In the summer of 1988, the Asian American Arts Centre launched an innovative exhibition titled Public Art in Chinatown. Curated by the Centre’s Executive Director Bob Lee and accompanied by essays from prominent Asian American critics and scholars such as John Yau, Peter Kwong, and Kyong Park, Public Art in Chinatown comprised a selection of sculptures, models, drawings, and site plans for specific locations in the Chinatown community by 14 artists. “The aim of the exhibition,” Lee explained in an issue of the Hong Kong-based art magazine Artention International, was “to present a new image for Chinatown, not only to its Asian inhabitants, but to all Americans.”
Among the 14 artists who contributed to the project, Mel Chin drafted a proposal for a community park in a small, triangular patch of grass enclosed by the Manhattan Bridge, Forsyth Street, and Canal Street. The park, which he called “The Garden Where the Wild Grass Obscures the True Pearl,” would be infused with the Chinese philosophical and metaphysical tradition of Feng Shui in order to “amplify and circulate the cultural breath essential to revitalize the spirit of self” for Chinatown’s increasingly diverse array of residents in the late 1980s. Chin planned to build and deposit a religious reliquary at a specific location within the park that would channel cosmic energy between Chinatown’s communities and the worlds they straddled. According to Bob Lee, Chin consulted—with AAAC’s assistance—a local Daoist shaman to visit the site and pinpoint the exact location where this reliquary should be laid.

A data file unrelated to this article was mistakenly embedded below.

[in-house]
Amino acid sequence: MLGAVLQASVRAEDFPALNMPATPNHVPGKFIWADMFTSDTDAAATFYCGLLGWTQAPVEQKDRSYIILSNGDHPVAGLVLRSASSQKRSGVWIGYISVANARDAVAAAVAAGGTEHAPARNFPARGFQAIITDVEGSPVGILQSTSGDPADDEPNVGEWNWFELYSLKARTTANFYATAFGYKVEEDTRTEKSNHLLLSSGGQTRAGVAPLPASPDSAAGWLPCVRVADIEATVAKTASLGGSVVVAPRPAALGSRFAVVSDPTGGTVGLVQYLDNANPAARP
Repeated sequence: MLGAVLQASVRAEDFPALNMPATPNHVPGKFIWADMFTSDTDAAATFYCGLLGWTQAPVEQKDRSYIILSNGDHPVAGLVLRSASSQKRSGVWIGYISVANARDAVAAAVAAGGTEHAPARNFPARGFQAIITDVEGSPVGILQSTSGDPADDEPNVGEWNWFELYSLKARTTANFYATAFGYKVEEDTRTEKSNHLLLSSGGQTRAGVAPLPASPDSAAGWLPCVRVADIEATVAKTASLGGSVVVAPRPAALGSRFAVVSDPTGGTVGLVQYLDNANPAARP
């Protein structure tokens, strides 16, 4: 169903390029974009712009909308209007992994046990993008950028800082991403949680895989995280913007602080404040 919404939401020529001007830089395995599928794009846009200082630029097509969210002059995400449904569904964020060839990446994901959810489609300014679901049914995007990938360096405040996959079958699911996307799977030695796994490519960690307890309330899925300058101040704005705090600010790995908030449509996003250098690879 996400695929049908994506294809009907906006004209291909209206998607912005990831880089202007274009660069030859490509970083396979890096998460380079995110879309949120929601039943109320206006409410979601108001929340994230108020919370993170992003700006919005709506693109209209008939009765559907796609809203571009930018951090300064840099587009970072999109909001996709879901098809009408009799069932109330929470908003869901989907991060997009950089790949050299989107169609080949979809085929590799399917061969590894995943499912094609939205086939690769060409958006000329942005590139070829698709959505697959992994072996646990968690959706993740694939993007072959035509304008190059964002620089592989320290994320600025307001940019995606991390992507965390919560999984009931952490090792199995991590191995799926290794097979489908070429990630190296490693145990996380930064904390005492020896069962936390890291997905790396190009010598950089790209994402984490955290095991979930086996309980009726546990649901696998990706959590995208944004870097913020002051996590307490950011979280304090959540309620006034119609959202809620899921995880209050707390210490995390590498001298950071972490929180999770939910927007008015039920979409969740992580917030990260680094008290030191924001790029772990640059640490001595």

Although the proposal for Chin’s park was never realized, his vision for rejuvenating an unnoticed, unremarkable plot of land in Chinatown speaks to the Asian American Arts Centre’s primary goals in curating Public Art in Chinatown in 1988 and ensuing exhibitions over the past four decades: to diminish the divide between the arts and the general public, and to continuously cultivate the Asian American artistic tradition in our local, national, and international context.
Today, we witness echoes of Mel Chin’s public art proposal for the entrance to Manhattan Bridge taking on a new shape only a few blocks away. In April 2017 the New York City Department of Transportation, in conjunction with the Van Alen Institute and Chinatown Partnership, announced its Gateways to Chinatown project, calling for proposals to “plan, design, and construct an iconic contemporary neighborhood marker” at the intersection of Chinatown and Little Italy—an island of land enclosed by Baxter, Walker, and Canal streets, commonly known as the Canal Street Triangle. This design competition, funded by local government and NYC-based non-profits, promises a budget of $900,000 for the winning team to erect its design, with construction planned to commence this year.
Beneath the gleaming facade of the project’s website and the proposals from various architecture and design firms, however, lies an unaddressed problem: in order to build the information kiosk which paved the way for the anticipated Gateways to Chinatown landmark, the city first had to forcibly expel 32 vendors of “counterfeit merchandise” from the Canal Street Triangle in 2008. While undoubtedly a complex issue, at the heart of then-Mayor Michael Bloomberg’s crackdown on Chinatown’s informal street economy was an attempt to protect the profits of multi-billion dollar fashion companies like Prada, Dolce & Gabbana, and Rolex. Ten years down the pipeline, as the NYC DOT aims to “stimulate economic development” through Gateways to Chinatown, one cannot help but wonder whose interests will be served by this “development”—and who will be shoved to the curb.